Russia Using Ukraine’s Zaporizhzhia Plant Raises Risk Of Nuclear Disaster

Though Russia has denied launching strikes from the plant, reports from Ukraine suggest military trucks were seen entering and exiting the power station.

Zaporizhzhia nuclear power plant
The Zaporizhzhia nuclear power plant in Ukraine. (Image: Twitter/ @Podolyak_M)

New Delhi: Over four months since Russia invaded Ukraine, it has now been accused of using Europe’s largest nuclear power plant, the Zaporizhzhia, for shelling and firing rockets into Ukrainian controlled side. Russia had seized control of the plant in March. This could end in a disaster much like the Chernobyl nuclear power plant disaster in 1986, then controlled by the Soviet Union.

UN secretary general António Guterres has called for international inspectors to be given access to the Zaporizhzhia nuclear plant, saying, “Any attack to a nuclear plant is a suicidal thing.” The words come two days after the commemoration of the 77th anniversary of the Hiroshima bombings, while Nagasaki’s will be marked on August 9.

Though Russia has denied launching strikes from the plant, reports from Ukraine suggest military trucks were seen entering and exiting the power station. News agency Reuters reported that experts say it is “highly likely” the trucks are unloading ammunition.

It comes as the head of the International Atomic Energy Agency (IAEA) warned that the situation at Zaporizhzhia “is completely out of control” and is getting more dangerous each day.

At the same time, Guterres spoke of the situation worsening, risking the use of nuclear weapons: “I hope these asks will be taken seriously because we are witnessing a radicalisation in the geopolitical situation that makes the risk of a nuclear war again something we cannot completely forget.”

Russia’s Nuclear Arms

The current threat of a disaster at the nuclear power plant are high. But what about the chance of an actual attack, would Russia go there?

In June, a member of Russia’s parliament, Alexei Zhuravlev, threated America with a nuclear attack for providing support to Ukraine. He told Russian state television that “to destroy the entire the East Coast of the United States, two Sarmat missiles are needed”. “And the same goes for the West Coast,” he added. “Four missiles, and there will be nothing left.”

The Stockholm International Peace Research Institute (SIPRI) yearbook 2022 on armaments, disarmament and international security says that as of January 2022, Russia maintained a military stockpile of approximately 4,477 nuclear warheads, around 20 fewer than the estimate for January 2021.

Russia maintains the highest stockpile among all nuclear armed states, followed by the US with 3,708 in total.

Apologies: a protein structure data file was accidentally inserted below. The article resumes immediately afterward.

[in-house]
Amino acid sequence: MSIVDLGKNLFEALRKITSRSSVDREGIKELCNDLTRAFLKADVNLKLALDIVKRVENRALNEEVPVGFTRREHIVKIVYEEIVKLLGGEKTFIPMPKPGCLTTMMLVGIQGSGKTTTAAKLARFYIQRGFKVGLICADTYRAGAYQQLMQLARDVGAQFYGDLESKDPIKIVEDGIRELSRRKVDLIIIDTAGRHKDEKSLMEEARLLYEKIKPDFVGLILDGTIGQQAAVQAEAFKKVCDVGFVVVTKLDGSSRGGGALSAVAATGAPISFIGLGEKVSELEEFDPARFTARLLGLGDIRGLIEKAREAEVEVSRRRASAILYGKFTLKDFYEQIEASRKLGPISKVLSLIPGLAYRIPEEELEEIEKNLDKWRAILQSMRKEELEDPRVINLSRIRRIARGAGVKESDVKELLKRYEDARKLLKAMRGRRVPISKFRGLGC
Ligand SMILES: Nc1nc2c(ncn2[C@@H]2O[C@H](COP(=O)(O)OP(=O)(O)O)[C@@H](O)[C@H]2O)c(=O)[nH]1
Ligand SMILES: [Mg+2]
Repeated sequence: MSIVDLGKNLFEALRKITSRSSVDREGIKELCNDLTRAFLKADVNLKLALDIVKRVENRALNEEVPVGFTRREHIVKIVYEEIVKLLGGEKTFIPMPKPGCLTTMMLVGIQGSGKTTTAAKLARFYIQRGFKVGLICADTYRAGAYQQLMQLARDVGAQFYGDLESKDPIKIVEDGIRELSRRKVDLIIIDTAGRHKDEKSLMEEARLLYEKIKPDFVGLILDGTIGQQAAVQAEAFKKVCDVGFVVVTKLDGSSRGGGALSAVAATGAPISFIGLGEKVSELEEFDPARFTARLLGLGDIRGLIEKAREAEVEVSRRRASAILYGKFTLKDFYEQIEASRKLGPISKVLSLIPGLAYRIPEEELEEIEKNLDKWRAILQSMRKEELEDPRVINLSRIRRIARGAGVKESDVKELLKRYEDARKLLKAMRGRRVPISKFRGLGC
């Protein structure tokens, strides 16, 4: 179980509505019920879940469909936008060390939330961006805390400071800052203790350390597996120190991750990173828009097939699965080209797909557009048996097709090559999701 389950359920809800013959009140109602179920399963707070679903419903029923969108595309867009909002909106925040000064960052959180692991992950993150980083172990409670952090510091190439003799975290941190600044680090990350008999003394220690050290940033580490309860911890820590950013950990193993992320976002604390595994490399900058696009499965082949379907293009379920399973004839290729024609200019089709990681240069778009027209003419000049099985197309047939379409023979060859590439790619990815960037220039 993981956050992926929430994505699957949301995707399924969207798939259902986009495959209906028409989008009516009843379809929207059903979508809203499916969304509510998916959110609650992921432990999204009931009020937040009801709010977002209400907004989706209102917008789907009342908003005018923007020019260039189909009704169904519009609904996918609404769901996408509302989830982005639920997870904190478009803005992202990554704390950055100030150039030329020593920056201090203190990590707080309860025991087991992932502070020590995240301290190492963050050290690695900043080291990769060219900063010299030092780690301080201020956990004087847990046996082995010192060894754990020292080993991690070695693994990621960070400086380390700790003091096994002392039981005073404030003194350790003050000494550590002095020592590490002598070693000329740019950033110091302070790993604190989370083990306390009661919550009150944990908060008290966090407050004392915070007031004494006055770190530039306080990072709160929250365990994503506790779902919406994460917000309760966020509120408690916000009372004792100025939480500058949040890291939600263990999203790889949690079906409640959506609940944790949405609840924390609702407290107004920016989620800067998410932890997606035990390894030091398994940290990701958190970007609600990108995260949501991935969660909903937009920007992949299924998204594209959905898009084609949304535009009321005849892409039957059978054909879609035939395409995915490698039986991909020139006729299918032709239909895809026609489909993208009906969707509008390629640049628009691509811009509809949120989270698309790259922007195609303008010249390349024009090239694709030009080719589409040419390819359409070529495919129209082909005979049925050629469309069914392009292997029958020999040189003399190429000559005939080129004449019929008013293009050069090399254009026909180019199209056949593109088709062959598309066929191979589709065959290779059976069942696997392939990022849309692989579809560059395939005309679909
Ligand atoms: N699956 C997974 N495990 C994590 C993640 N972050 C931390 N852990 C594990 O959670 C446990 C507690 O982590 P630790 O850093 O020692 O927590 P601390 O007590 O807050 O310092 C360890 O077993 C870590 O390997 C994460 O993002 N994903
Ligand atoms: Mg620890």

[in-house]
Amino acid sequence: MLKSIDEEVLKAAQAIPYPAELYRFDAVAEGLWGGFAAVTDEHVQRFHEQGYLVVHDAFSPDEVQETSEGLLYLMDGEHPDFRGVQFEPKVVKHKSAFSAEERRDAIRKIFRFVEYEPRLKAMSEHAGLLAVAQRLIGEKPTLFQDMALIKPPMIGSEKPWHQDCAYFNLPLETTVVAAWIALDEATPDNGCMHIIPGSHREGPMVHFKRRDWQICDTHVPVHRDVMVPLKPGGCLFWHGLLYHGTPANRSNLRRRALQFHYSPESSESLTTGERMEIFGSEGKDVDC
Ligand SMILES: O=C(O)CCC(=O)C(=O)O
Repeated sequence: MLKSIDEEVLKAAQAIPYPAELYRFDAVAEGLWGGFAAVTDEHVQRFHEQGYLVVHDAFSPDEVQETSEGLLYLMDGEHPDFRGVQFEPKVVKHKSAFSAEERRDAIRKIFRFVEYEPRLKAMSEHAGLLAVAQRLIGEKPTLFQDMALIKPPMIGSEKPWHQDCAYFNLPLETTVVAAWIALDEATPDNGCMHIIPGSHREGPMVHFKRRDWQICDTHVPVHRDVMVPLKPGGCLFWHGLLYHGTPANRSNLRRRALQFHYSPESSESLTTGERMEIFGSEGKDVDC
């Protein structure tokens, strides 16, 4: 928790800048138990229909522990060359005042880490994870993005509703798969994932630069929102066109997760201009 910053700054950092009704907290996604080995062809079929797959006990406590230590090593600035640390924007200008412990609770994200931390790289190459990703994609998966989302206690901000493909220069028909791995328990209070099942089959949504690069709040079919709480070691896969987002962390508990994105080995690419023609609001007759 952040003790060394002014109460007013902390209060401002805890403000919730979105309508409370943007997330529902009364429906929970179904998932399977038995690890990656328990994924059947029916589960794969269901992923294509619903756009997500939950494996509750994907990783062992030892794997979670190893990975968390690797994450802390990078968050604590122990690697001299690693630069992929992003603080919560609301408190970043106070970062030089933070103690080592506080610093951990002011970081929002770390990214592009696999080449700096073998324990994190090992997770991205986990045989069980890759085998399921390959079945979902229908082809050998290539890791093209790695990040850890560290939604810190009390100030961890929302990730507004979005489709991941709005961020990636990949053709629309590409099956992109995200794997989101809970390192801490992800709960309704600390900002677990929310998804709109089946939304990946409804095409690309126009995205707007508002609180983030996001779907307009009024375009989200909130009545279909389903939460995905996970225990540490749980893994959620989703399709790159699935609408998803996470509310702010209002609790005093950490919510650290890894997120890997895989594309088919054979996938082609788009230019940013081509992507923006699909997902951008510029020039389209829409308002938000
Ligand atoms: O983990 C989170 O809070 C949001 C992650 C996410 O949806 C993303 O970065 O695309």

From the total stockpile that Russia has, about 2,565 are offensive strategic warheads, of which roughly 1,588 are reportedly deployed on land-and sea-based ballistic missiles and at bomber bases. Russia also possessed approximately 1,912 non-strategic (tactical) nuclear warheads. All of the non-strategic warheads are thought to be at central storage sites.

Interestingly, Russia has also as recently as December 2021, just months before invading Ukraine on February 24, completed the rearmament of its first regiment of six RS-18 (SS-19 Mod 4) missiles equipped with the Avangard hypersonic glide vehicle (HGV) system. These were installed at Dombarovsky, Orenburg oblast. Russia has also reportedly been installing Avangard-equipped missiles at a rate of two per year in upgraded complexes with new facilities, fences and Dym-2 perimeter defence systems.

The report also says that Russia plans to install the first two missiles in the second Avangard regiment at Dombarovsky in 2022 or 2023 (construction was already well under way in 2021), with the entire regiment’s rearmament scheduled for completion by the end of 2027.

The Avangard is a nuclear-capable, hypersonic boost-glide vehicle developed by the Russian Federation. It was one of six “next generation” weapons described by Russian President Vladimir Putin during a speech in March 2018.

Looking in the context of the world and its nuclear stockpile, of the 9,440 warheads in the military stockpiles of the world, some 3,730 are deployed with operational forces (on missiles or bomber bases). Of those, approximately 1,940 nuclear warheads US, Russian, British and French warheads are on high alert, ready for use on short notice, according to Federation of American Scientists.

As of September 2020, the US stockpile of nuclear warheads consisted of 3,750 warheads. The United Kingdom and France have some nuclear weapons on lower levels of alert that would take longer to launch than US and Russian alert forces, but are fully operational and deployed. The report says the others, with nuclear weapons: China, Pakistan,1 India and Israel are likely not on alert on a normal basis, and China and India have a no-first-use policy for nuclear weapons in effect.